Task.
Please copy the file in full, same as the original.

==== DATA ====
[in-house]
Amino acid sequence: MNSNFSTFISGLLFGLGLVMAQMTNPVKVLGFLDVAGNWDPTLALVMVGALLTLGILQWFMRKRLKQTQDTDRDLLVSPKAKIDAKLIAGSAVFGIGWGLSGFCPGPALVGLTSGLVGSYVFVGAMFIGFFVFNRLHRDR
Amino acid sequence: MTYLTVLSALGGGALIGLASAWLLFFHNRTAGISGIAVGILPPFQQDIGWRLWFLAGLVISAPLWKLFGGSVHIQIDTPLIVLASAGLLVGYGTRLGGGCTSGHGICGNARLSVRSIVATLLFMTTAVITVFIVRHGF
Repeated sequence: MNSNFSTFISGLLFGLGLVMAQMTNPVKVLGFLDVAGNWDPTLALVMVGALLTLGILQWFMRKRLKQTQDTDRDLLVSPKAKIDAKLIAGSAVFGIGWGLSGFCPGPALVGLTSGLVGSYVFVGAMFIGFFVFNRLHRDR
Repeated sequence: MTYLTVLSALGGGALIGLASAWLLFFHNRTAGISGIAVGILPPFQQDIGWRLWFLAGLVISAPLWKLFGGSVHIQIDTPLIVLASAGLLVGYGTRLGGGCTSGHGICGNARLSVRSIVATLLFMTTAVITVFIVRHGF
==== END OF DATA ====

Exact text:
[in-house]
Amino acid sequence: MNSNFSTFISGLLFGLGLVMAQMTNPVKVLGFLDVAGNWDPTLALVMVGALLTLGILQWFMRKRLKQTQDTDRDLLVSPKAKIDAKLIAGSAVFGIGWGLSGFCPGPALVGLTSGLVGSYVFVGAMFIGFFVFNRLHRDR
Amino acid sequence: MTYLTVLSALGGGALIGLASAWLLFFHNRTAGISGIAVGILPPFQQDIGWRLWFLAGLVISAPLWKLFGGSVHIQIDTPLIVLASAGLLVGYGTRLGGGCTSGHGICGNARLSVRSIVATLLFMTTAVITVFIVRHGF
Repeated sequence: MNSNFSTFISGLLFGLGLVMAQMTNPVKVLGFLDVAGNWDPTLALVMVGALLTLGILQWFMRKRLKQTQDTDRDLLVSPKAKIDAKLIAGSAVFGIGWGLSGFCPGPALVGLTSGLVGSYVFVGAMFIGFFVFNRLHRDR
Repeated sequence: MTYLTVLSALGGGALIGLASAWLLFFHNRTAGISGIAVGILPPFQQDIGWRLWFLAGLVISAPLWKLFGGSVHIQIDTPLIVLASAGLLVGYGTRLGGGCTSGHGICGNARLSVRSIVATLLFMTTAVITVFIVRHGF